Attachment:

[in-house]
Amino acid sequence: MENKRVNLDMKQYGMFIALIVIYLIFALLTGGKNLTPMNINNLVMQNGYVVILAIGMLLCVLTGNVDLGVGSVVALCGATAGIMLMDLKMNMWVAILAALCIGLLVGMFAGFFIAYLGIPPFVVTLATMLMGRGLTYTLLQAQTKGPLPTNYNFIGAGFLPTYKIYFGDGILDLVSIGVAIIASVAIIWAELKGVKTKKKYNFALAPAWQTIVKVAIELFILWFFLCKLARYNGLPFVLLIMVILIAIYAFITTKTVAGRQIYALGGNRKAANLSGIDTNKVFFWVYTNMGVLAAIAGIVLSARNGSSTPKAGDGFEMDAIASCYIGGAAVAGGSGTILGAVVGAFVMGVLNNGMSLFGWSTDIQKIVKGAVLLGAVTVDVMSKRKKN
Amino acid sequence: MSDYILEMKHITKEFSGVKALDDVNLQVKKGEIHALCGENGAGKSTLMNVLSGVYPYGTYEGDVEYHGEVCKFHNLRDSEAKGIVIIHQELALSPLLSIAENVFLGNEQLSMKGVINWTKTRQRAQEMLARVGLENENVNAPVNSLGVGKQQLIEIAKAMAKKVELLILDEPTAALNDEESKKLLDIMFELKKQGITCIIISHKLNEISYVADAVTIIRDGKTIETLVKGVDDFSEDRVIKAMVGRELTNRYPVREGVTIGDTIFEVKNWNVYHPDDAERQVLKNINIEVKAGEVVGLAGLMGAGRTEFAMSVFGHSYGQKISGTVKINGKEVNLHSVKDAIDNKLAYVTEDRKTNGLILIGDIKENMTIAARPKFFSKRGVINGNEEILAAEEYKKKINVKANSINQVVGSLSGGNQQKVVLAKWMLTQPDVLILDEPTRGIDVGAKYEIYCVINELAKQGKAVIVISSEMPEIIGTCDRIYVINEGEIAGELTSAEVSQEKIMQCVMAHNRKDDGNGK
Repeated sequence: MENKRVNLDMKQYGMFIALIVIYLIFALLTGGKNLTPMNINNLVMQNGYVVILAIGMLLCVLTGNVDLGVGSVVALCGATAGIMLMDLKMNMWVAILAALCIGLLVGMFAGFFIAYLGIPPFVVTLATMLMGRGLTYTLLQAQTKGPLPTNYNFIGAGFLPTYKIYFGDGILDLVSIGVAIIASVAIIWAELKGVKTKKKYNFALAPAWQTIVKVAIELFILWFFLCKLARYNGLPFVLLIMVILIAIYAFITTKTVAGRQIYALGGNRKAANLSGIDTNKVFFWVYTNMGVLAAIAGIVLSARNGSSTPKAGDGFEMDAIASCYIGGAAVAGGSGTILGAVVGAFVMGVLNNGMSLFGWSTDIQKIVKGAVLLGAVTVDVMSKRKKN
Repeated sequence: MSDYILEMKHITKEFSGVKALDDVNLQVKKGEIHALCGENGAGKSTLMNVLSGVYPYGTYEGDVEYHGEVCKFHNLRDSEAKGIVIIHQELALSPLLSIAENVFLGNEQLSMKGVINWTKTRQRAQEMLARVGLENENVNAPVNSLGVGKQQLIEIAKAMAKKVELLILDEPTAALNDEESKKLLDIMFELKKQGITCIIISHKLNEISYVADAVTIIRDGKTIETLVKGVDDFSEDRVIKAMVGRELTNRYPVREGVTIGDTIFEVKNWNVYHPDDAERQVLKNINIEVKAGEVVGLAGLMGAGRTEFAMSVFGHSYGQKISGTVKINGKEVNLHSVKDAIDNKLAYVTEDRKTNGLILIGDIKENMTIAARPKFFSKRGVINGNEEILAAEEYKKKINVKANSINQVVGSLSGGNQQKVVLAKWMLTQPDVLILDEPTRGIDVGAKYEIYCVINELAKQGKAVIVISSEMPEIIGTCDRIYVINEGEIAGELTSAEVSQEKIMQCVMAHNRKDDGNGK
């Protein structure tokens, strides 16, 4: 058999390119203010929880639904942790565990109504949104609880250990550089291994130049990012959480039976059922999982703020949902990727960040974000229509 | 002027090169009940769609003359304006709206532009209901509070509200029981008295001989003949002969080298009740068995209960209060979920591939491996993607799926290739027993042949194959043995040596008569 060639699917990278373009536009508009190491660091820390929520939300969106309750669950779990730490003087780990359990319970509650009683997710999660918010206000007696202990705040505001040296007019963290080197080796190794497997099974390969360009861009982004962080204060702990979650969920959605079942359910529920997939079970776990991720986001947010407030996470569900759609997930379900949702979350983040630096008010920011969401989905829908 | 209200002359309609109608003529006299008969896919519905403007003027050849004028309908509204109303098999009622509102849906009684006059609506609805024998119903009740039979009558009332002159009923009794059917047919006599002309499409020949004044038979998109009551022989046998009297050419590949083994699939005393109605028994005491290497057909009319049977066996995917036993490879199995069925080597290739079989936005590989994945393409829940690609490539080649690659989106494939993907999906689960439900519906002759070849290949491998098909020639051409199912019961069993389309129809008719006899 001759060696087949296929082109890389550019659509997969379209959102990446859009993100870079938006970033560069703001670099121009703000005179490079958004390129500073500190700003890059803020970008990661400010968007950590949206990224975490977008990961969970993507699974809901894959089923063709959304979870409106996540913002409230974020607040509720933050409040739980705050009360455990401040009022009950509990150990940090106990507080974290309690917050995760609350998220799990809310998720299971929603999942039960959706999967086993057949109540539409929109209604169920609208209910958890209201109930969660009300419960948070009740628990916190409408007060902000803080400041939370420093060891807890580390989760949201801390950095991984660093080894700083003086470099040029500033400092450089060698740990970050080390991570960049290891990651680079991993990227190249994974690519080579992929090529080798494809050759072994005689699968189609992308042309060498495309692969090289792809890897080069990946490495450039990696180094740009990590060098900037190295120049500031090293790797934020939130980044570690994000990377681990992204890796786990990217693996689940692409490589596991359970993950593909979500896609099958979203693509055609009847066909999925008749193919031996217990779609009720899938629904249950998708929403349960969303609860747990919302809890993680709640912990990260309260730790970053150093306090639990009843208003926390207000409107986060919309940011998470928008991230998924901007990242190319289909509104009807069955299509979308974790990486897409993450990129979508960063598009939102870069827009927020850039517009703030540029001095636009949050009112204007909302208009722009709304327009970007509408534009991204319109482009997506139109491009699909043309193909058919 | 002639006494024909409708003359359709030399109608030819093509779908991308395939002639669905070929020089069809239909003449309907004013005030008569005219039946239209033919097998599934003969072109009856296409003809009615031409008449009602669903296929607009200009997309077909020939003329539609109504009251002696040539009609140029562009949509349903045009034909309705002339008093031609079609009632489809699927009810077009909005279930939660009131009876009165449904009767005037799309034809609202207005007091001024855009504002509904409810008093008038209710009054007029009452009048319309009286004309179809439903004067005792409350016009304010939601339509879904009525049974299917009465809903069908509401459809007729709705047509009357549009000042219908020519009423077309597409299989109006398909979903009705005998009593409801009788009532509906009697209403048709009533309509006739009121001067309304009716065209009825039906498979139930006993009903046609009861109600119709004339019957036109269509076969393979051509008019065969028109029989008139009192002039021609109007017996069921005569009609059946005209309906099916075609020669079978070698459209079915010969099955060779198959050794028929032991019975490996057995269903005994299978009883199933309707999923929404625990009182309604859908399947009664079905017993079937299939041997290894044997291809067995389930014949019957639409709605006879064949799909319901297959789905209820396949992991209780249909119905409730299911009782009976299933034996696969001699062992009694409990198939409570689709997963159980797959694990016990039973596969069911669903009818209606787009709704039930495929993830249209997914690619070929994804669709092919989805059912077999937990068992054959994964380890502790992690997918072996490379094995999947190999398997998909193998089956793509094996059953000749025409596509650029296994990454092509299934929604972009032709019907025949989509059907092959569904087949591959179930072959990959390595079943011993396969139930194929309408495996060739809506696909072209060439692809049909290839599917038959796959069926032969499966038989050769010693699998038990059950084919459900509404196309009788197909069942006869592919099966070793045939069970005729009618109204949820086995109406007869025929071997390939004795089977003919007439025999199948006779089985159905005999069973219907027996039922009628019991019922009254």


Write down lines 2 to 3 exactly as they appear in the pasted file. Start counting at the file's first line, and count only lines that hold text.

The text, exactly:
Amino acid sequence: MENKRVNLDMKQYGMFIALIVIYLIFALLTGGKNLTPMNINNLVMQNGYVVILAIGMLLCVLTGNVDLGVGSVVALCGATAGIMLMDLKMNMWVAILAALCIGLLVGMFAGFFIAYLGIPPFVVTLATMLMGRGLTYTLLQAQTKGPLPTNYNFIGAGFLPTYKIYFGDGILDLVSIGVAIIASVAIIWAELKGVKTKKKYNFALAPAWQTIVKVAIELFILWFFLCKLARYNGLPFVLLIMVILIAIYAFITTKTVAGRQIYALGGNRKAANLSGIDTNKVFFWVYTNMGVLAAIAGIVLSARNGSSTPKAGDGFEMDAIASCYIGGAAVAGGSGTILGAVVGAFVMGVLNNGMSLFGWSTDIQKIVKGAVLLGAVTVDVMSKRKKN
Amino acid sequence: MSDYILEMKHITKEFSGVKALDDVNLQVKKGEIHALCGENGAGKSTLMNVLSGVYPYGTYEGDVEYHGEVCKFHNLRDSEAKGIVIIHQELALSPLLSIAENVFLGNEQLSMKGVINWTKTRQRAQEMLARVGLENENVNAPVNSLGVGKQQLIEIAKAMAKKVELLILDEPTAALNDEESKKLLDIMFELKKQGITCIIISHKLNEISYVADAVTIIRDGKTIETLVKGVDDFSEDRVIKAMVGRELTNRYPVREGVTIGDTIFEVKNWNVYHPDDAERQVLKNINIEVKAGEVVGLAGLMGAGRTEFAMSVFGHSYGQKISGTVKINGKEVNLHSVKDAIDNKLAYVTEDRKTNGLILIGDIKENMTIAARPKFFSKRGVINGNEEILAAEEYKKKINVKANSINQVVGSLSGGNQQKVVLAKWMLTQPDVLILDEPTRGIDVGAKYEIYCVINELAKQGKAVIVISSEMPEIIGTCDRIYVINEGEIAGELTSAEVSQEKIMQCVMAHNRKDDGNGK